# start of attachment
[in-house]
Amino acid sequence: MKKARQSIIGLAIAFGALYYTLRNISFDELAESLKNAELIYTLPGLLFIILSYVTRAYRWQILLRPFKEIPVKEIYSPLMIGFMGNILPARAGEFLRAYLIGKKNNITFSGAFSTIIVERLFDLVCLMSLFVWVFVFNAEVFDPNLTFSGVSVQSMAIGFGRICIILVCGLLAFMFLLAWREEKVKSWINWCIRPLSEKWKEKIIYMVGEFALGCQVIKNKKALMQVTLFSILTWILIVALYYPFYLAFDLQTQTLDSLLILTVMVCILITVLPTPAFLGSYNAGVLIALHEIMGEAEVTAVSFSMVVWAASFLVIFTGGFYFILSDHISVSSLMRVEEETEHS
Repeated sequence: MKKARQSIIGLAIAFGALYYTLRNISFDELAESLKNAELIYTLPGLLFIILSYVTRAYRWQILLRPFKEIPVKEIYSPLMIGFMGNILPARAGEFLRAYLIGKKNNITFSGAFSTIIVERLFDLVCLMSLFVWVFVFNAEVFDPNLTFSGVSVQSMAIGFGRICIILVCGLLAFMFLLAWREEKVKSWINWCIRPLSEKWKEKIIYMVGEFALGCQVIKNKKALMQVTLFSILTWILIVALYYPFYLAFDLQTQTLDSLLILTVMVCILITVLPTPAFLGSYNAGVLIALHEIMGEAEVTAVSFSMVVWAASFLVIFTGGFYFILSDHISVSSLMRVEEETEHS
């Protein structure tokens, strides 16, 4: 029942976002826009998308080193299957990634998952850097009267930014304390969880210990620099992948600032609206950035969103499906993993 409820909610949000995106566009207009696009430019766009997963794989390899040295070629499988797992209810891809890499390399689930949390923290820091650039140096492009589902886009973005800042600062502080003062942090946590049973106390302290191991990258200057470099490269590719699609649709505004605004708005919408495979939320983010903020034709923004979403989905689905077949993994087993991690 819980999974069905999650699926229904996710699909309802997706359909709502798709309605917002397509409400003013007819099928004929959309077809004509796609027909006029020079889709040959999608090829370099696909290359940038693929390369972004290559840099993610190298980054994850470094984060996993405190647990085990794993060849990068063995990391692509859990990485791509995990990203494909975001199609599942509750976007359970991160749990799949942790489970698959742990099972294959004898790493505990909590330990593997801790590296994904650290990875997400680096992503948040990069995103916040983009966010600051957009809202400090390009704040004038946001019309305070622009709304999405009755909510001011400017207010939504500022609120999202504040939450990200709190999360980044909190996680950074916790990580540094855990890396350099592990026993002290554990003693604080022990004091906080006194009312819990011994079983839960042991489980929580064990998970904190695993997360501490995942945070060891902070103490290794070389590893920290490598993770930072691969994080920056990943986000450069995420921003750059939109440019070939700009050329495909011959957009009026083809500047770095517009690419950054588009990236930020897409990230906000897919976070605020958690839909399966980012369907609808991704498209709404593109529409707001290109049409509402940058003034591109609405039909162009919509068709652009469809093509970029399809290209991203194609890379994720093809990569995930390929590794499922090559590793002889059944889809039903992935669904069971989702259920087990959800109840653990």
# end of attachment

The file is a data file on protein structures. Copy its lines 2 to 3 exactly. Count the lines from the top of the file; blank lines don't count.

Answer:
Amino acid sequence: MKKARQSIIGLAIAFGALYYTLRNISFDELAESLKNAELIYTLPGLLFIILSYVTRAYRWQILLRPFKEIPVKEIYSPLMIGFMGNILPARAGEFLRAYLIGKKNNITFSGAFSTIIVERLFDLVCLMSLFVWVFVFNAEVFDPNLTFSGVSVQSMAIGFGRICIILVCGLLAFMFLLAWREEKVKSWINWCIRPLSEKWKEKIIYMVGEFALGCQVIKNKKALMQVTLFSILTWILIVALYYPFYLAFDLQTQTLDSLLILTVMVCILITVLPTPAFLGSYNAGVLIALHEIMGEAEVTAVSFSMVVWAASFLVIFTGGFYFILSDHISVSSLMRVEEETEHS
Repeated sequence: MKKARQSIIGLAIAFGALYYTLRNISFDELAESLKNAELIYTLPGLLFIILSYVTRAYRWQILLRPFKEIPVKEIYSPLMIGFMGNILPARAGEFLRAYLIGKKNNITFSGAFSTIIVERLFDLVCLMSLFVWVFVFNAEVFDPNLTFSGVSVQSMAIGFGRICIILVCGLLAFMFLLAWREEKVKSWINWCIRPLSEKWKEKIIYMVGEFALGCQVIKNKKALMQVTLFSILTWILIVALYYPFYLAFDLQTQTLDSLLILTVMVCILITVLPTPAFLGSYNAGVLIALHEIMGEAEVTAVSFSMVVWAASFLVIFTGGFYFILSDHISVSSLMRVEEETEHS